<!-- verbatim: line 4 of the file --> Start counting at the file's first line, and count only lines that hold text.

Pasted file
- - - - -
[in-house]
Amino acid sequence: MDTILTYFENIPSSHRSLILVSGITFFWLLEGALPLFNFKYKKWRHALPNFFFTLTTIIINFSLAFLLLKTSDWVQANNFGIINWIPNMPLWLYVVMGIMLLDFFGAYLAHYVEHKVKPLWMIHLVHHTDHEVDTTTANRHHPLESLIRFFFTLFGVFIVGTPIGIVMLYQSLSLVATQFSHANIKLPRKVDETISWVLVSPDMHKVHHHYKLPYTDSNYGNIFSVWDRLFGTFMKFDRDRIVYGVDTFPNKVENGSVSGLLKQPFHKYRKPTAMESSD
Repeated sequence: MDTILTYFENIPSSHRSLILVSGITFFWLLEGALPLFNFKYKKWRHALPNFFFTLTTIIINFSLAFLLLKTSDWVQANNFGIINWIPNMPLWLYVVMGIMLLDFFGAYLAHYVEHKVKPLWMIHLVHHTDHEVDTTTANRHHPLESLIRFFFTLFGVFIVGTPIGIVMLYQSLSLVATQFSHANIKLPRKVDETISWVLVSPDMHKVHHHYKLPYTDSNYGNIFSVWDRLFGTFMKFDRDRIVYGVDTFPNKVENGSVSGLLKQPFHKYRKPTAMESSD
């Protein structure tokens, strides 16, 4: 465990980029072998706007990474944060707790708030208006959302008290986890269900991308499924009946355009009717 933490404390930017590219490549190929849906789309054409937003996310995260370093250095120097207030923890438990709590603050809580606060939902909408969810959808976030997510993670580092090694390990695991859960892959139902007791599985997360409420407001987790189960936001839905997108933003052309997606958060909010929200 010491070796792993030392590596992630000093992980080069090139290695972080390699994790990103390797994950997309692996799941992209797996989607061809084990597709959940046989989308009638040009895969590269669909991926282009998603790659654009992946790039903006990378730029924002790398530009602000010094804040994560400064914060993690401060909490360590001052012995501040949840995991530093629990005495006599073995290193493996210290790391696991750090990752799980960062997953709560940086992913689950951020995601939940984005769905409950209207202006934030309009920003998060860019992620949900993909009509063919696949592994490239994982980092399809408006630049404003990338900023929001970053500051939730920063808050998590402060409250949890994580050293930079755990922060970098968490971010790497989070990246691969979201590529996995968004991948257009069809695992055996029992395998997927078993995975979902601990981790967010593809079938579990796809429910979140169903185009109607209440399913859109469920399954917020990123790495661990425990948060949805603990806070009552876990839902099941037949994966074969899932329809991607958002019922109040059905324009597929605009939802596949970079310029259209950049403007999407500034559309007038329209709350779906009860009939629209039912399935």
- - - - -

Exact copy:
């Protein structure tokens, strides 16, 4: 465990980029072998706007990474944060707790708030208006959302008290986890269900991308499924009946355009009717 933490404390930017590219490549190929849906789309054409937003996310995260370093250095120097207030923890438990709590603050809580606060939902909408969810959808976030997510993670580092090694390990695991859960892959139902007791599985997360409420407001987790189960936001839905997108933003052309997606958060909010929200 010491070796792993030392590596992630000093992980080069090139290695972080390699994790990103390797994950997309692996799941992209797996989607061809084990597709959940046989989308009638040009895969590269669909991926282009998603790659654009992946790039903006990378730029924002790398530009602000010094804040994560400064914060993690401060909490360590001052012995501040949840995991530093629990005495006599073995290193493996210290790391696991750090990752799980960062997953709560940086992913689950951020995601939940984005769905409950209207202006934030309009920003998060860019992620949900993909009509063919696949592994490239994982980092399809408006630049404003990338900023929001970053500051939730920063808050998590402060409250949890994580050293930079755990922060970098968490971010790497989070990246691969979201590529996995968004991948257009069809695992055996029992395998997927078993995975979902601990981790967010593809079938579990796809429910979140169903185009109607209440399913859109469920399954917020990123790495661990425990948060949805603990806070009552876990839902099941037949994966074969899932329809991607958002019922109040059905324009597929605009939802596949970079310029259209950049403007999407500034559309007038329209709350779906009860009939629209039912399935």